By Tim Arango, New York Times, Sept. 18/19, 2013
MUQDADIYA, Iraq — The orange archway at the entrance to this farming community welcomes visitors in “peace [....] For generations, Shiite and Sunni families worked the land, earning a living from their sheep and cows, their wheat fields and lemon trees.
On a recent morning, though, the only talk was of how to stop them from killing one another.
The latest strategy: new concrete walls with separate entryways for the different sects.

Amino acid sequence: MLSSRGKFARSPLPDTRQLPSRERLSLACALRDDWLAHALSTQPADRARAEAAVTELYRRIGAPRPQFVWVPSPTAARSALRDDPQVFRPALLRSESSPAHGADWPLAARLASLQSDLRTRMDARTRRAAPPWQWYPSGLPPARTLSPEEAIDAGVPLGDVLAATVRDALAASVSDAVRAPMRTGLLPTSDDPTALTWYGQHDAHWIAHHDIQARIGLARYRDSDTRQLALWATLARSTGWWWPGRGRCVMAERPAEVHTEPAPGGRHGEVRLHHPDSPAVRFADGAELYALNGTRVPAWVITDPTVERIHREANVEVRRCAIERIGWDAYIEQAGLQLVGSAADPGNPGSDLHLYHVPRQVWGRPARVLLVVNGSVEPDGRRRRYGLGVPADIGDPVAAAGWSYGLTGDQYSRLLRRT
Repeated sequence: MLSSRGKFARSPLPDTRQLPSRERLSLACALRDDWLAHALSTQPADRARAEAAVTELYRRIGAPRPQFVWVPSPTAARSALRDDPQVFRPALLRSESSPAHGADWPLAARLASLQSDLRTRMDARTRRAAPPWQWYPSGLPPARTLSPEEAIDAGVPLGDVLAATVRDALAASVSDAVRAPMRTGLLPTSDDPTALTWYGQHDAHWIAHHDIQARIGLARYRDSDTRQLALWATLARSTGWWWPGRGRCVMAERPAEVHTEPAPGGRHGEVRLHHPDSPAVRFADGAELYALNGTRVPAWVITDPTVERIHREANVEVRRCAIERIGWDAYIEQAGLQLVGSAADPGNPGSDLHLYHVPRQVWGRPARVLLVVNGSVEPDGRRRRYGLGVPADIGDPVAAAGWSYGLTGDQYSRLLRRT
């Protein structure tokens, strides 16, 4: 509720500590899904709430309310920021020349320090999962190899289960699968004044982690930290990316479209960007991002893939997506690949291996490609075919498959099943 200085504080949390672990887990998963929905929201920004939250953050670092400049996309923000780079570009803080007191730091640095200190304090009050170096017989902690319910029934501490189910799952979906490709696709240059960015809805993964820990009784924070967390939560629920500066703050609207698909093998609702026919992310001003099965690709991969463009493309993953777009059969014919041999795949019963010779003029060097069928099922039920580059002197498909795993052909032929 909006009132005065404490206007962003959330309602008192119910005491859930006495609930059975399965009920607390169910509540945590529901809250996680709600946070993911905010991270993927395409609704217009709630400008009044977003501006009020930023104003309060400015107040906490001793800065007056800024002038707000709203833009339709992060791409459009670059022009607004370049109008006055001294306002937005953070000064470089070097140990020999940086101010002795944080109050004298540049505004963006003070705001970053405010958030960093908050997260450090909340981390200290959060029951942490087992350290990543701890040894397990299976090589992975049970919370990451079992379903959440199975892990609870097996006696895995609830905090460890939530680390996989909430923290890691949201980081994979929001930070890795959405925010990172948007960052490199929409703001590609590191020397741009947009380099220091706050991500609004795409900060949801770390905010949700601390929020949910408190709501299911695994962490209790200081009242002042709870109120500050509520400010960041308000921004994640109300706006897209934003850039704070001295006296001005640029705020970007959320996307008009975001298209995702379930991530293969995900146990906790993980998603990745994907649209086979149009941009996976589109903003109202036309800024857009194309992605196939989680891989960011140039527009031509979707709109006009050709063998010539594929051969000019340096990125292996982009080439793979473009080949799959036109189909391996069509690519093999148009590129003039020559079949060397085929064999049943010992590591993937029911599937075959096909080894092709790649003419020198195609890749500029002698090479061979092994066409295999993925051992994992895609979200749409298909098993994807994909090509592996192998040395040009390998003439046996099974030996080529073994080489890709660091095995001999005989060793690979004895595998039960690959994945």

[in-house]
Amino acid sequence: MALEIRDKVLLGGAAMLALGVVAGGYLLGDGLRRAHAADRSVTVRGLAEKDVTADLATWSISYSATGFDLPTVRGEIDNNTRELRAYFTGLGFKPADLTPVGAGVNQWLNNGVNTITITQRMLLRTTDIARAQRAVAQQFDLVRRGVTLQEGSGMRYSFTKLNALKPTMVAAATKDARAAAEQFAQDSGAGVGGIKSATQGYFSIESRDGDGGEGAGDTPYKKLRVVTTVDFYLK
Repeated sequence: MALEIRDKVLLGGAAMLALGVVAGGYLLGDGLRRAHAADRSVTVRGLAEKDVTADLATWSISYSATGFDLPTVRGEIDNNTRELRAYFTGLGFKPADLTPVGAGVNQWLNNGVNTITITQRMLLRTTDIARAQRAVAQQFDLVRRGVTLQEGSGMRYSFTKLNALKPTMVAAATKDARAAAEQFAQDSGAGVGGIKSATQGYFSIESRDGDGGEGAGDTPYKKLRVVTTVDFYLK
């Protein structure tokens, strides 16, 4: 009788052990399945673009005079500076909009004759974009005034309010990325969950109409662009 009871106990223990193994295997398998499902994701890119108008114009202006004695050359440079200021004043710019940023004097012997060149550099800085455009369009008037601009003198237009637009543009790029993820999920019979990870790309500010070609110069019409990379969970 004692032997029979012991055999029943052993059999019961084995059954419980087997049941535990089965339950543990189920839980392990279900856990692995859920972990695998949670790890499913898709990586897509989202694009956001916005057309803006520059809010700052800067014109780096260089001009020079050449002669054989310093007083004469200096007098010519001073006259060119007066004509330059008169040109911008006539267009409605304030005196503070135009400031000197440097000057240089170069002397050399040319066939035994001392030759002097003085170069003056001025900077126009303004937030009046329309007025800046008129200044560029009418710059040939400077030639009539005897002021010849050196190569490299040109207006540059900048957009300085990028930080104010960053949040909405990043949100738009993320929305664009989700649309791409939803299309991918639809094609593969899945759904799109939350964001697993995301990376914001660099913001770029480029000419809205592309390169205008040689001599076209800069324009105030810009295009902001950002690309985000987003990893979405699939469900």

“So there’s a Sunni way in, and a Shiite way in,” Abu Jassim, a Sunni resident who recently fled his home after sectarian revenge killings by Shiite gunmen, explained to a local representative in Parliament [.....]
During the worst of Iraq’s carnage over the last decade, this area of Diyala Province, a mixed region where Shiites, Sunni Arabs and Kurds still compete for power, faced killings and displacement. But what is happening now, villagers say, is worse — what one Western diplomat described in an interview as “Balkans-style ethnic cleansing.” [....]